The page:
The violence of “staging” is a precursor of things to come. The crew rolls the bike back behind the start line. Both bikes (there are two lanes on either side of the Christmas tree) inch forward until they cut the beam in the start line. The bikes are staged and ready to launch. The riders are oblivious of all else. Their eyes focus on the lights and with every fibre as taught as a bowstring they prepare to launch. The throttle hand brings the engine revs to a crescendo. The millisecond the light goes green the left hand fans the clutch, desperately seeking the “sweet spot”. The perfect balance between spinning the back wheel uselessly and bogging the motor. This in drag racing parlance is known as the “reaction time”. Go too early and you “red light”, gifting the run to your opponent. Get it right and the traction lifts the front wheel, the bike rides onto the “wheelie bars” (two small bars which extend a couple of feet behind the bike), and you rocket down the strip. Without the wheelie bars the bike would flip, rearing up and tossing the rider off.
The ride, fighting a gravity induced daze, tries desperately to keep the bellowing monster going straight. As the revs reach a crescendo and the rider punches the pneumatic or electronic quick shifter and hooks the next gear with the bike gathering momentum with insane speed. A quarter mile down the track the “traps” await the shrieking human and mechanical bullet. The bike cuts the beam and the elapsed time is posted on the huge digital display at the quarter mile mark. There is quite simply no margin for error. Weeks, months, even years of preparation play out in under seven seconds. No other form of motorsport is as intense or unforgiving.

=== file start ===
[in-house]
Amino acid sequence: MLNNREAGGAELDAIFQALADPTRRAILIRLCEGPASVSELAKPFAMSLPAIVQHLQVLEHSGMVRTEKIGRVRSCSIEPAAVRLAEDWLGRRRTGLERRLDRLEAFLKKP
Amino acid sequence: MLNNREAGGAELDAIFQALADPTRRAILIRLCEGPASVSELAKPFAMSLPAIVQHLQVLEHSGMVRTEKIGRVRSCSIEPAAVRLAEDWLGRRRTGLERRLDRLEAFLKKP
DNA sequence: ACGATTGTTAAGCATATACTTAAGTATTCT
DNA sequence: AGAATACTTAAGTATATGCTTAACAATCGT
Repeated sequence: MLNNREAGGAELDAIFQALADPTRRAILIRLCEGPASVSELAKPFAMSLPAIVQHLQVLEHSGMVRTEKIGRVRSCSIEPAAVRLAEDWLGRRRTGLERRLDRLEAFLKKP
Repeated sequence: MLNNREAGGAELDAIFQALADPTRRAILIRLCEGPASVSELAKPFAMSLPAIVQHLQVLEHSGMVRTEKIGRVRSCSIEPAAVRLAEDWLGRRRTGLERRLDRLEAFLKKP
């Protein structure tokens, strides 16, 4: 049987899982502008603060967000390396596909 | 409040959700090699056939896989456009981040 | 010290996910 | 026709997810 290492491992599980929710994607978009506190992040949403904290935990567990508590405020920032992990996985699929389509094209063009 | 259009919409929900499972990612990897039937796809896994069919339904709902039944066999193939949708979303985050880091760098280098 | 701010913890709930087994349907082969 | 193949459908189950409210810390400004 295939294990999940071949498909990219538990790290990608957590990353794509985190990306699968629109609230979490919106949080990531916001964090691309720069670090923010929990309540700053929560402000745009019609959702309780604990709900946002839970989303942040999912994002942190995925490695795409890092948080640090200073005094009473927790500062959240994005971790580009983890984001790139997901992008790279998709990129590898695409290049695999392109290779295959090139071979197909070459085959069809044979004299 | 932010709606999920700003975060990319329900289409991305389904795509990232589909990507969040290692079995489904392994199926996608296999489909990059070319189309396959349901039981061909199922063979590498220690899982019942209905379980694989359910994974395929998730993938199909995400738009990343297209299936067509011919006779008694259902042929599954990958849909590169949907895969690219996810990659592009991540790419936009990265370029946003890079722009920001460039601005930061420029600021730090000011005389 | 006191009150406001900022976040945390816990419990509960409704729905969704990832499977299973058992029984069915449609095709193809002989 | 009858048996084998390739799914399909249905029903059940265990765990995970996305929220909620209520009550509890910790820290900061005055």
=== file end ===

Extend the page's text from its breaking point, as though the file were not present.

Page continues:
In this area of motorcycling gladiators, Angelle made her mark. Under the mask of femininity lurked an iron resolve. Initially sponsored by Winston, and then by the US army, Angelle took on and beat the best in the business. The prominent pro stock riders in the late 90’s and early 2000’s were Anton Brown and Dave Schultz. For three years running, 2000 to 2002, Angelle won the NHRA Pro Stock Championship. She entered 182 successive races and qualified in every one. Out of 506 rounds raced she won an incredible 364 times. A 71,9% win ratio.
The credit crunch of 2008 put an end to her racing. Unable to raise sponsorship in 2009, Angelle was forced into retirement in 2010. Her fastest quarter mile time, a pro stock world record was set at 6.871 seconds, boasting a terminal speed after only 440 yards from a standing start of 194.21mph (314,28kph). An astounding 41 career wins. Only Dave Schultz, who sadly died in 2001, from cancer, won more meetings with 45. All however, is not said and done. At the end of 2014, Angelle Sampey-Drago (now married with a 3 year old daughter, to Seth Drago, an all round nice guy), returned to racing. Incredibly, within 4 runs, she was back on the pace, posting a 6,90. Watch this space!
What was interesting is that it is was not only on two wheels that women dominated drag racing in the US. The Top fuel category was won in 2001 by Shirley Muldowney. “Cha Cha” as she was nicknamed, rose to be crowned “The First Lady of Drag racing”, by beating all time greats, “Big Daddy” Don Garlits, and Connie Kalitta, during a truly golden era of drag racing. Try and wrap your head around these numbers. A standing start quarter mile elapsed time of 4,64 seconds with a speed through the traps of 320.2 mph (518.72 kph!)
The exploits and incredible courage of these two women paved the way for women to succeed in motorsport. Currently drag racing in the States is a much prettier place with the likes of Ashley Force and Angelle Sampey-Drago. Danica Patrick is setting the NASCAR tracks alight in more ways then one. Real babes, and motorsport, you just gotta love it!
Video Footage: Angelle Sampey-Drago Career Highlights: